Facebook has scrapped controversial plans to place ads in the hugely popular WhatsApp messaging platform, which it owns.
Ads are, of course, crucial to Facebook's business model, and many ads already appear in its Facebook and Instagram apps. But now the company has decided that advertising to users inside the private conversations of an encrypted chat app would be a step too far.
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According to the Wall Street Journal, a team set up by Facebook to work out how best to place ads in WhatsApp has been disbanded, and their efforts have been removed from WhatsApp's code.
Although advertising will now not appear in chat conversations, Facebook still reportedly hopes to monetize WhatsApp with ads in the app's Status feature, which works in a similar way to Instagram Stories.
Facebook first spoke publicly about putting ads between Status content, as it does between Instagram Stories now, in May 2019. For now, however, the entire app remains completely ad-free.
Disagreement over placing advertising in WhatsApp was reportedly responsible for the departure of WhatsApp co-founder Jan Koum from Facebook in 2018. Koum and fellow co-founder Brian Acton sold WhatsApp to Facebook for $22 billion back in 2014. Acton also left Facebook due to clashes over the company's use of targeted advertising on its platforms.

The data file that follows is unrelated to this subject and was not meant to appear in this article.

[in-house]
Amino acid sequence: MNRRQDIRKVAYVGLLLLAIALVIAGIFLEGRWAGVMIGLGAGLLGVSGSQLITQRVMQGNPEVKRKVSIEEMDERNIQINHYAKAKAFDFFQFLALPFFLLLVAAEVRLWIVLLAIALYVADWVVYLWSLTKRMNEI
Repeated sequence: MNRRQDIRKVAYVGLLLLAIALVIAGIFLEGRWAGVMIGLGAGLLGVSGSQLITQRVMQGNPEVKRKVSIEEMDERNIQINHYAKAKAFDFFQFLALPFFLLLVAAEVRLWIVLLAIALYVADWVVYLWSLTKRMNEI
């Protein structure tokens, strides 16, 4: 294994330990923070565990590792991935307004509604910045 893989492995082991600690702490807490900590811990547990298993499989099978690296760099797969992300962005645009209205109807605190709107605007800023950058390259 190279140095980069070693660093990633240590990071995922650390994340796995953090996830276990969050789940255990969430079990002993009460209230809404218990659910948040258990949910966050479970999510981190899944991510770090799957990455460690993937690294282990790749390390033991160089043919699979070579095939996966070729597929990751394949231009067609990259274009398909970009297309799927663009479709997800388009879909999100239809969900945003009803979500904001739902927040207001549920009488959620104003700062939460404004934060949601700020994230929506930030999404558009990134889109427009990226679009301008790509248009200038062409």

Facebook previously monetized WhatsApp by charging users $0.99 a year to use the app, with their first year being free. But this was scrapped in 2016 and the app has been free to use ever since. If the charge had remained in place, Facebook would now be looking at an annual revenue from WhatsApp of over $1.5 billion.
Another potential for earning money from WhatsApp is to instead create a feature which would "allow businesses to communicate with customers and organize those contacts," according to the WSJ report.
While this could turn into a useful way for customers to communicate with businesses they buy from, Facebook will have to carefully work out how to integrate such a commercial tool with an app used primarily to have private conversations with friends and family.
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